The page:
Europol to be Europe’s NSA?
Investigation uncovers years of unlawful retention of personal data
The EU’s police agency, Europol, is being groomed to be a centre of machine learning and AI in Europe. It is set to roam far beyond its origins as a clearing house for information sharing among European police forces into an operational agency with a significant say in the future of policing on the continent.
What does this data-driven policing look like in practice and what does the example of Europol have to tell us about the trade-offs that EU agencies are making between privacy and security? The EU has set out its stall to offer a safe haven of digital rights in a world in which personal data is increasingly harvested and processed in ways that people struggle to understand, let alone control.
Are we on a path towards EU-led mass surveillance, as some experts warn? Europol’s case deserves investigation and its approach to personal data has been called into question by the EU’s own data and privacy watchdog, the European Data Protection Supervisor (EDPS).
From a previous investigation into the activities of US tech company Palantir it was clear that any investigation into Europol would rely on freedom of information laws. It would require well-targeted FOI requests to the agency as well as the EDPS, which has carried out several inspections and publicly admonished Europol.
Part of the team that investigated Palantir was supported by a grant from IJ4EU to spend the time it would take to unravel up to six years of unlawful amassing of potentially sensitive data.
Europol’s activities, including its approach to data collection, storage and processing, are governed by the agency’s own regulation. Europol has been receiving increasingly large data dumps from member state investigations and the Europol regulation dictates what kinds of information are sensitive, what can be kept and what must be deleted.
This process of data subject categorisation means that incoming records are meant to be strictly categorised and only processed or retained when they have potential relevance to high-value work such as counter-terrorism.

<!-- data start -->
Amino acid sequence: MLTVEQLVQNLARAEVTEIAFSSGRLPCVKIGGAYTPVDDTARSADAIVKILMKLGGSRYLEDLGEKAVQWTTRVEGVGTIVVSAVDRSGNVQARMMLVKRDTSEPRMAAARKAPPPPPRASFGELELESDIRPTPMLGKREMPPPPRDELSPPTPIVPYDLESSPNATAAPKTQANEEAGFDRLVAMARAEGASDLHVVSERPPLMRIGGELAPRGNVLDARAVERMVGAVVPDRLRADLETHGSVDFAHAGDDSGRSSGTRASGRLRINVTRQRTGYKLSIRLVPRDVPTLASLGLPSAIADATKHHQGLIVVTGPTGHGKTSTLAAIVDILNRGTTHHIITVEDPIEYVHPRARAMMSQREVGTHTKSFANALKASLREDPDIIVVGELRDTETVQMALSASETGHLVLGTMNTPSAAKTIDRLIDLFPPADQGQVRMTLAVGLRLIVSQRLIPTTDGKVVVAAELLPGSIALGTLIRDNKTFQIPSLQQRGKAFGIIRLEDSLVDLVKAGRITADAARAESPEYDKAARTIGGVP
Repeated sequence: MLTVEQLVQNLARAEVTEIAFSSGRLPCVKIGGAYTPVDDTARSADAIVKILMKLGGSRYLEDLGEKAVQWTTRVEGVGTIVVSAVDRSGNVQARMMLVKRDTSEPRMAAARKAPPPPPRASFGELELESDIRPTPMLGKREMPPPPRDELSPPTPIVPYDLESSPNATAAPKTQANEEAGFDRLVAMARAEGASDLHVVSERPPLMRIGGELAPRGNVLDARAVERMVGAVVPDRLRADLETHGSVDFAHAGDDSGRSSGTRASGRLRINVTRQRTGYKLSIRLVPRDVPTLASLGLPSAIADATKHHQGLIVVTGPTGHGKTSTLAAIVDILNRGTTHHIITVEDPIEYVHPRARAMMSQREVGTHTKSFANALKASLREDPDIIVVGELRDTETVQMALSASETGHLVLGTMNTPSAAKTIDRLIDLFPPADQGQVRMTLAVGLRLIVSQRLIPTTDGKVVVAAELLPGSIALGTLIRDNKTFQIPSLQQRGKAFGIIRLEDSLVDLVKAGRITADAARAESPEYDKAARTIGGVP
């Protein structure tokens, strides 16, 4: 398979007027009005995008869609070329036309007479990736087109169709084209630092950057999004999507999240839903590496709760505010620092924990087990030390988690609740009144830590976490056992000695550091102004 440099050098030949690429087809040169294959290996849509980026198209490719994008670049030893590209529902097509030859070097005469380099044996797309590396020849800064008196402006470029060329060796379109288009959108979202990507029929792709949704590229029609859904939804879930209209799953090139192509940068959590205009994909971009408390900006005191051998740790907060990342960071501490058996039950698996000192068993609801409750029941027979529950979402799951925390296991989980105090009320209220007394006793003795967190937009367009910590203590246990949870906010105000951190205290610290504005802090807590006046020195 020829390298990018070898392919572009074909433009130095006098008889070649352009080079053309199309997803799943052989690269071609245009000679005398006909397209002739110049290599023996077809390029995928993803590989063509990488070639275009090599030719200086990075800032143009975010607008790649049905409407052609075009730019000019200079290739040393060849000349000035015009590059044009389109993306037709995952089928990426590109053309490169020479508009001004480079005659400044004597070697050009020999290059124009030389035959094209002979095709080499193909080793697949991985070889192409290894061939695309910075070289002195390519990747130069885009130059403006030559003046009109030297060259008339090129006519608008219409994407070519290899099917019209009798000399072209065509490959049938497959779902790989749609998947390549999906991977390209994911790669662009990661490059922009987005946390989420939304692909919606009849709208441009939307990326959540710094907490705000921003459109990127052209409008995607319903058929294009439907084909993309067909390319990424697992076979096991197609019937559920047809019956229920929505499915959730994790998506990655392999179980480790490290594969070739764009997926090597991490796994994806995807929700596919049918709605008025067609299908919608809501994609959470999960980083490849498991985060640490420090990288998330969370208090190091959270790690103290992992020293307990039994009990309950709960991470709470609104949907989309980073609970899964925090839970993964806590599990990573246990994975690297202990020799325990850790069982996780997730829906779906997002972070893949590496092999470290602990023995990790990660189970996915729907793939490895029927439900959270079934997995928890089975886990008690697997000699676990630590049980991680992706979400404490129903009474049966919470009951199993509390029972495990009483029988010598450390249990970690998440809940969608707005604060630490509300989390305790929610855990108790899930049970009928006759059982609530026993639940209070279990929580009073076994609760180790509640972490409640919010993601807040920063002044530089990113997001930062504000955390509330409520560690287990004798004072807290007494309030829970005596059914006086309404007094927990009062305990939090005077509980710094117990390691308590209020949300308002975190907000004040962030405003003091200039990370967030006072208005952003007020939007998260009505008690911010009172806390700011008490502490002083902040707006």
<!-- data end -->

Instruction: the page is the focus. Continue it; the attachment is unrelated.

But in practice this deletion was not happening. The painstaking FOI work was supported by reporting from more than five countries that dug into the operations, from screening of refugees to hacking operations against encrypted phone networks.
What the team found amounted to what our media partners called a “data black hole” and “datagate” which saw the EU watchdog order Europol to delete vast amounts of the data it has been storing. The findings prompted comparisons between Europol and an early stage version of the US surveillance agency, the NSA, whose wholesale spying was revealed by Edward Snowden.
The reporting also served to illuminate what is at stake as EU decision makers enter negotiations over new rules for the police agency in the first half of 2022.
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Our investigations don’t end when we publish a story with media partners. Reaching big public audiences is an important step but these investigations have an after life which we both track and take part in. Our work can lead to swift results from court cases to resignations, it can also have a slow-burn impact from public campaigns to political debates or community actions. Where appropriate we want to be part of the conversations that investigative journalism contributes to and to make a difference on the topics we cover. Check back here in the coming months for an update on how this work is having an impact.